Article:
The mbed is a tool for rapid prototyping with microcontrollers using the beefy LPC1768 ARM Cortex M3 chip. While it looks like a classic breadboard-friendly breakout board, this dev board has a few tricks up its sleeve. First of all, underneath the PCB is a second LPC chip which acts as the programmer: when plugging into a USB port the mbed shows up as a flash drive and programs can be 'dragged' onto it for uploading. This makes it easy to program without an external device, and makes bricking impossible. There's also a bunch of indicator LEDs, and a little flash storage chip as well.
Writing code for the mbed is a little different than you may be used to. Instead of downloading the IDE and installing it locally, the user must instead visit the http://mbed.org website and use the web-based 'cloud' programming system. Since the board is programmed via drag-n-drop, no software is installed. The good news is that it means its easy to work on anywhere you are just by logging on, and there's a vibrant social network sharing code on the mbed site. The bad news is that Internet access is required to work on a project.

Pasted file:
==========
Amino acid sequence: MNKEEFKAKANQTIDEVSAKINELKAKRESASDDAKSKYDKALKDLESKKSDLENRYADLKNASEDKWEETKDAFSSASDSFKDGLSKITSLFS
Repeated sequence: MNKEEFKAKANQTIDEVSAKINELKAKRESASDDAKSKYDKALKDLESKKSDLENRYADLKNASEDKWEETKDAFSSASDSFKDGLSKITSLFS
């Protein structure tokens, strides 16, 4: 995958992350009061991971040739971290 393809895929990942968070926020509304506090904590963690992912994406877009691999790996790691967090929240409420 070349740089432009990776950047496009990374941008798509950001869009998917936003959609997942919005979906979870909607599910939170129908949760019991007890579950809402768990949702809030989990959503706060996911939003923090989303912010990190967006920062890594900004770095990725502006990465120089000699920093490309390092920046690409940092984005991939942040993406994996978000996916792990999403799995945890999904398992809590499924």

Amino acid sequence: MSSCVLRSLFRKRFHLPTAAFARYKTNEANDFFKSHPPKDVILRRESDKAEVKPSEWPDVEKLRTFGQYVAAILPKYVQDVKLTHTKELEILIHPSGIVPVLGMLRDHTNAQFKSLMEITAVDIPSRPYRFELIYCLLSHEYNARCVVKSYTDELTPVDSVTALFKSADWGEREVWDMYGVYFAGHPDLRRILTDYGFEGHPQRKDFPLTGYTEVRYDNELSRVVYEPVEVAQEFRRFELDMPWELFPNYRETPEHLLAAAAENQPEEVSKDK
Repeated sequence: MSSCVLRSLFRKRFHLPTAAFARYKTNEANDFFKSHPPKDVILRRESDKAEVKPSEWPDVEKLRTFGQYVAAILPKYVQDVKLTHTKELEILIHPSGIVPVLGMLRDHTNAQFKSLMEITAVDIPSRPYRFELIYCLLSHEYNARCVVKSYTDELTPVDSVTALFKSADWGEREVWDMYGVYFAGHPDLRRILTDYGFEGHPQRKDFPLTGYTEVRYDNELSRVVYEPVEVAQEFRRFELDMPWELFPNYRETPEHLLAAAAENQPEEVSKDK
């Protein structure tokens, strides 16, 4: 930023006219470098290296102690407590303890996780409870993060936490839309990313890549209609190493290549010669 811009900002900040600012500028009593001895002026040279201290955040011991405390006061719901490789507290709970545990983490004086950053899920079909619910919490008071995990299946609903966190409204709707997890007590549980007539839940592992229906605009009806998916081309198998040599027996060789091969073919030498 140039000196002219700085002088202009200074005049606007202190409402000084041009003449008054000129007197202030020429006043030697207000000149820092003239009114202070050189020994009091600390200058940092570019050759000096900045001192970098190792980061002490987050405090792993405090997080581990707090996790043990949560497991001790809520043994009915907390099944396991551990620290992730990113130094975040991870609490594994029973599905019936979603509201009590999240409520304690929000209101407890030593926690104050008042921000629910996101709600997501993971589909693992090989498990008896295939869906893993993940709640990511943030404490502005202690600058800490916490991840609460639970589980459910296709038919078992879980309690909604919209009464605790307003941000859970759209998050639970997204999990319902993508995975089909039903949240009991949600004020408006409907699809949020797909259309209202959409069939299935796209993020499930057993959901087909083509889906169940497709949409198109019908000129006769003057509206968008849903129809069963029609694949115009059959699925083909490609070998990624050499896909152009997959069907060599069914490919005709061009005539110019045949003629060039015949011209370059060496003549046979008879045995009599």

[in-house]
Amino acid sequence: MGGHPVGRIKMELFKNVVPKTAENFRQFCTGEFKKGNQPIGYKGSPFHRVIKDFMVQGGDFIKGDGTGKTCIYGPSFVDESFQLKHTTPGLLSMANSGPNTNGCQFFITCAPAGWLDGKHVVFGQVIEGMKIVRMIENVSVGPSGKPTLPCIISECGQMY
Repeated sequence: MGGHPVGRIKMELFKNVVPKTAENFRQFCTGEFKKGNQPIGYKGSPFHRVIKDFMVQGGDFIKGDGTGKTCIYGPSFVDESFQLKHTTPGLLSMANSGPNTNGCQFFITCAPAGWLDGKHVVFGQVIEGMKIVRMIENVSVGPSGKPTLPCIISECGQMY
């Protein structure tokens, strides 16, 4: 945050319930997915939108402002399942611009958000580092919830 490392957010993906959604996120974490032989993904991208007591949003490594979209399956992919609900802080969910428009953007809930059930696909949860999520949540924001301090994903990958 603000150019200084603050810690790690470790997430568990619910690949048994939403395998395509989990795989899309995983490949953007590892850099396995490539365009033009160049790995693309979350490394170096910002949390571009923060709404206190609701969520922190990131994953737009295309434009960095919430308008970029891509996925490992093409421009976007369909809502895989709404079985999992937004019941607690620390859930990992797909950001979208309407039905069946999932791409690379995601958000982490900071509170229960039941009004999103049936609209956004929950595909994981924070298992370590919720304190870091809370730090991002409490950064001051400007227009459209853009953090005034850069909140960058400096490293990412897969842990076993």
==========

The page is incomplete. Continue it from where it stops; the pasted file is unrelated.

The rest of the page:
New users can get started with mbed tools in 60 seconds, by plugging in an mbed microcontroller, going to the mbed.org website to sign up, and downloading and running a "Hello World!" binary just like saving to a USB flash drive. Compiling a first program takes only 60 seconds more; Launch the browser-based compiler, create a new template project, click 'compile' to build and download the binary - there is nothing to configure or install, and everything works on Windows, Mac, or Linux.
The mbed's core chip, the NXP LPC1768 features:
For more information, see the http://mbed.org website.